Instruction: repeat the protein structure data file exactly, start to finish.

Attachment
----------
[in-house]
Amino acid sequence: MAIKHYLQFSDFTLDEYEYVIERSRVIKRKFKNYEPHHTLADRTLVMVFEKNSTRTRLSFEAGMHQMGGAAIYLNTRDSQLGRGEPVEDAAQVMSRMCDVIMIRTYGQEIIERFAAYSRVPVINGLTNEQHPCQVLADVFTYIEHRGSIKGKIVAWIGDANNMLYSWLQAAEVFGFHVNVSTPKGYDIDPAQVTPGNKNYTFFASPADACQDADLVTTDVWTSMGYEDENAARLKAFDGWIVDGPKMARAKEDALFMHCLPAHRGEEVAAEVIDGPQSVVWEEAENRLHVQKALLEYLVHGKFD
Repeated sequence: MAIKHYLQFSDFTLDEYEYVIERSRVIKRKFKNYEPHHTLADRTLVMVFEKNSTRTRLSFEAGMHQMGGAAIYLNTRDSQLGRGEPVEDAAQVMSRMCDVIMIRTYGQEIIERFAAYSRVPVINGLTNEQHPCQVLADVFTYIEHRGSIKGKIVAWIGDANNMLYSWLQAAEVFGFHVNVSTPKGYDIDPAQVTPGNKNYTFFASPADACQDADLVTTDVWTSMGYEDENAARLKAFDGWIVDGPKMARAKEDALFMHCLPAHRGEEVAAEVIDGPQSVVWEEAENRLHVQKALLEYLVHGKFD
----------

[in-house]
Amino acid sequence: MAIKHYLQFSDFTLDEYEYVIERSRVIKRKFKNYEPHHTLADRTLVMVFEKNSTRTRLSFEAGMHQMGGAAIYLNTRDSQLGRGEPVEDAAQVMSRMCDVIMIRTYGQEIIERFAAYSRVPVINGLTNEQHPCQVLADVFTYIEHRGSIKGKIVAWIGDANNMLYSWLQAAEVFGFHVNVSTPKGYDIDPAQVTPGNKNYTFFASPADACQDADLVTTDVWTSMGYEDENAARLKAFDGWIVDGPKMARAKEDALFMHCLPAHRGEEVAAEVIDGPQSVVWEEAENRLHVQKALLEYLVHGKFD
Repeated sequence: MAIKHYLQFSDFTLDEYEYVIERSRVIKRKFKNYEPHHTLADRTLVMVFEKNSTRTRLSFEAGMHQMGGAAIYLNTRDSQLGRGEPVEDAAQVMSRMCDVIMIRTYGQEIIERFAAYSRVPVINGLTNEQHPCQVLADVFTYIEHRGSIKGKIVAWIGDANNMLYSWLQAAEVFGFHVNVSTPKGYDIDPAQVTPGNKNYTFFASPADACQDADLVTTDVWTSMGYEDENAARLKAFDGWIVDGPKMARAKEDALFMHCLPAHRGEEVAAEVIDGPQSVVWEEAENRLHVQKALLEYLVHGKFD